In January, Delta announced policy changes for those traveling with service and support animals to support the airline’s top priority of safety, after an 84 percent increase in reported service and support animal incidents since 2016. Based on conversations with key stakeholders in the disability community, the airline is further enhancing its policy effective March 1.
“We are implementing these changes for the safety of all customers, employees and trained service and support animals flying Delta, while supporting the rights of customers with legitimate needs, such as veterans with disabilities,” said John Laughter, Delta’s Senior Vice President — Corporate Safety, Security and Compliance. “While we will require that all animals not confined to kennels in the cabin have up-to-date vaccinations, we enhanced our policy to make online submission optional for those individuals who are blind or have reduced vision or other disabilities and have trained service animals.”
In developing the updated requirements, Delta solicited the feedback and input of its 15-member Advisory Board on Disability, a group of advocates established more than a decade ago and made up of Delta frequent flyers with a range of disabilities. Following the announcement, Delta and its Advisory Board on Disability continued conversations with a diverse mix of advocacy groups that represent people who rely on trained service animals, such as the National Federation of the Blind.
“We are pleased that Delta has responded in a timely way to the concerns we raised about their policy for guide dogs and other service animals, including making enhancements,” said Mark Riccobono, President of the National Federation of the Blind. “We also note Delta’s expressed commitment to listening to its passengers. In light of that commitment, we look forward to sharing our expertise with Delta so that it can provide equal service to blind passengers in all of its operations.”
A closer look at service and support animal policies
Since Delta’s announcement, other airlines have implemented changes and media outlets continue to highlight the lack of regulation and the increased availability of fraudulent certification.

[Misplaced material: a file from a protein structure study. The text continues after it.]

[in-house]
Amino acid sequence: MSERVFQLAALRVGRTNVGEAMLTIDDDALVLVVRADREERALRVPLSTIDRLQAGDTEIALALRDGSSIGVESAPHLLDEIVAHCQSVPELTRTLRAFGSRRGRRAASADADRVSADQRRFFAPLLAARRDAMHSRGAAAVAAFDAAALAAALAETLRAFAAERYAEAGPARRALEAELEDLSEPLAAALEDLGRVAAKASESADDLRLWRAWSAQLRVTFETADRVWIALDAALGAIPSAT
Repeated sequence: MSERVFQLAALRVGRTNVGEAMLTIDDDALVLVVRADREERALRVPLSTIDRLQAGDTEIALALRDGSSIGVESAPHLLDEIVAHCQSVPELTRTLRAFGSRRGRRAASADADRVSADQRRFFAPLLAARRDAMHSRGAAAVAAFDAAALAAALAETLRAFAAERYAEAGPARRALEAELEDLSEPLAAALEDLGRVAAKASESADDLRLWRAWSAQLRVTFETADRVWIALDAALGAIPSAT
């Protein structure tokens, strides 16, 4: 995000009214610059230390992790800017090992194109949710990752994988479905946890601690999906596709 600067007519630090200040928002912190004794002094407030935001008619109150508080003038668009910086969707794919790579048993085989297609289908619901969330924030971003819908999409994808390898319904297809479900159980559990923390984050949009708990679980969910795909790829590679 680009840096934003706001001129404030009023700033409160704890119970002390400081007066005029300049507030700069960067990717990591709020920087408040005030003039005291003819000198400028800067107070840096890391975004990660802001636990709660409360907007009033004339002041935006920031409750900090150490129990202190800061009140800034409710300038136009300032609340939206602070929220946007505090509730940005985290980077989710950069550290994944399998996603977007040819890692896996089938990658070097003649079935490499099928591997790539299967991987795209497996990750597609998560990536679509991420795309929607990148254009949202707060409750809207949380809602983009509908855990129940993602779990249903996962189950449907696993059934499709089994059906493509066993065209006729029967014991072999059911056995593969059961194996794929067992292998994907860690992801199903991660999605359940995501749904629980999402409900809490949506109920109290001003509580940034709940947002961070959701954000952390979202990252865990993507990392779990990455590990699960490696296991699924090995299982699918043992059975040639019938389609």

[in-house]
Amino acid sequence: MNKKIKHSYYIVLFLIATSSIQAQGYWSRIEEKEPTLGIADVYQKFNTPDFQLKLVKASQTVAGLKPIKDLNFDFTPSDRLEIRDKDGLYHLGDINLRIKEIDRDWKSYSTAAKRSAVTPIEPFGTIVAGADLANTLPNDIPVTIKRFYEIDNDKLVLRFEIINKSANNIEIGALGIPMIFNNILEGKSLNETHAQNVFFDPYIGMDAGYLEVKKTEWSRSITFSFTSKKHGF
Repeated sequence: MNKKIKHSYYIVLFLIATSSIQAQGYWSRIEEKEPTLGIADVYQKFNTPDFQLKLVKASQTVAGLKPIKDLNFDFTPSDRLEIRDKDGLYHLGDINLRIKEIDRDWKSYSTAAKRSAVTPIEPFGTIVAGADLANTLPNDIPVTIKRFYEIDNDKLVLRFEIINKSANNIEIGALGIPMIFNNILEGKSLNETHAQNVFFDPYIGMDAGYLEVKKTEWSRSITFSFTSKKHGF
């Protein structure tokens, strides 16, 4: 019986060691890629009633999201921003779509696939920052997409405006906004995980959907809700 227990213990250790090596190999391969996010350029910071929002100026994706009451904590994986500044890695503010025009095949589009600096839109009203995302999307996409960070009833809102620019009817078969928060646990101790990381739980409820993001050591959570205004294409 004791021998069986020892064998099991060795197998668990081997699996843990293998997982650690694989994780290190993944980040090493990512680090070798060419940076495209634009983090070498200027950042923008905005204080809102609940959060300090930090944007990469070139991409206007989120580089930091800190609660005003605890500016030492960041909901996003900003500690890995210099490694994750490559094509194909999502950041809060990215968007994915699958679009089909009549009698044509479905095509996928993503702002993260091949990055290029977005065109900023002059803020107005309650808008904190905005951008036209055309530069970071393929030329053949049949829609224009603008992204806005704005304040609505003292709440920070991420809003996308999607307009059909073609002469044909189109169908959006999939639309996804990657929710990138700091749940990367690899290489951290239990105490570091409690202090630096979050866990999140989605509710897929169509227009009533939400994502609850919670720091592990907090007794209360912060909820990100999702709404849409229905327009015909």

•Washington Post: “It’s been abetted by loopholes in well-meaning legislation…that were intended to make sure that people who have disabilities and their trained service animals would be able to get around without hassles. But many pet owners, not to mention a bunch of online registration companies, have taken advantage of the law.”
•Chicago Tribune: “This policy (in the U.S.) has spawned a host of websites offering quick, easy certification. One offers 24-hour service, including a five-minute questionnaire and chat with a licensed therapist. Says the site, ‘Getting an ESA Qualification Has Never Been Easier’… The dual policy is an invitation to people willing to scam the system without regard for their cabin mates.”
Outside of the aviation industry, a dramatic increase in fraudulent service animals has led 18 states to introduce laws that make it a crime to fraudulently represent a service animal.
Delta’s updated policy effective March 1
Any customer traveling with a service or support animal on or after March 1 will need to meet the new requirements as outlined below:
Traveling with a trained service animal
•In some cases, customers with a trained service animal may be asked to show the animal’s Veterinary Health Form and/or an immunization record or other proof that the animal’s vaccinations are up to date. Customers are encouraged, but not required, to submit this form to Delta’s Service Animal Support Desk via Delta.com before traveling.
•These customers can check-in via Delta.com, the Fly Delta mobile app, airport kiosks or with an airport agent.
Traveling with an emotional support animal or psychiatric service animal
•Customers traveling with an emotional support animal or psychiatric service animal will be required to submit a signed Veterinary Health Form and/or an immunization record (current within one year of the travel date), an Emotional Support/Psychiatric Service Animal Request form that requires a letter prepared and signed by a doctor or licensed mental health professional, and a signed Confirmation of Animal Training form. These forms are required and must be submitted to Delta’s Service Animal Support Desk via Delta.com at least 48 hours before travel.
•These customers must use the full-service check-in process with an airport agent.
Delta established the Service Animal Support Desk to improve the travel experience for customers traveling with service and support animals. This desk will verify that the above documentation is received and confirm the customer’s reservation to travel with an emotional support or psychiatric service animal before arrival at the airport. If a form is not completed, a representative will communicate with the customer via e-mail to request the missing or incomplete items.
Delta carries more than 250,000 service and support animals annually, an increase of nearly 150 percent since 2015. The airline does not accept exotic or unusual service or support animals.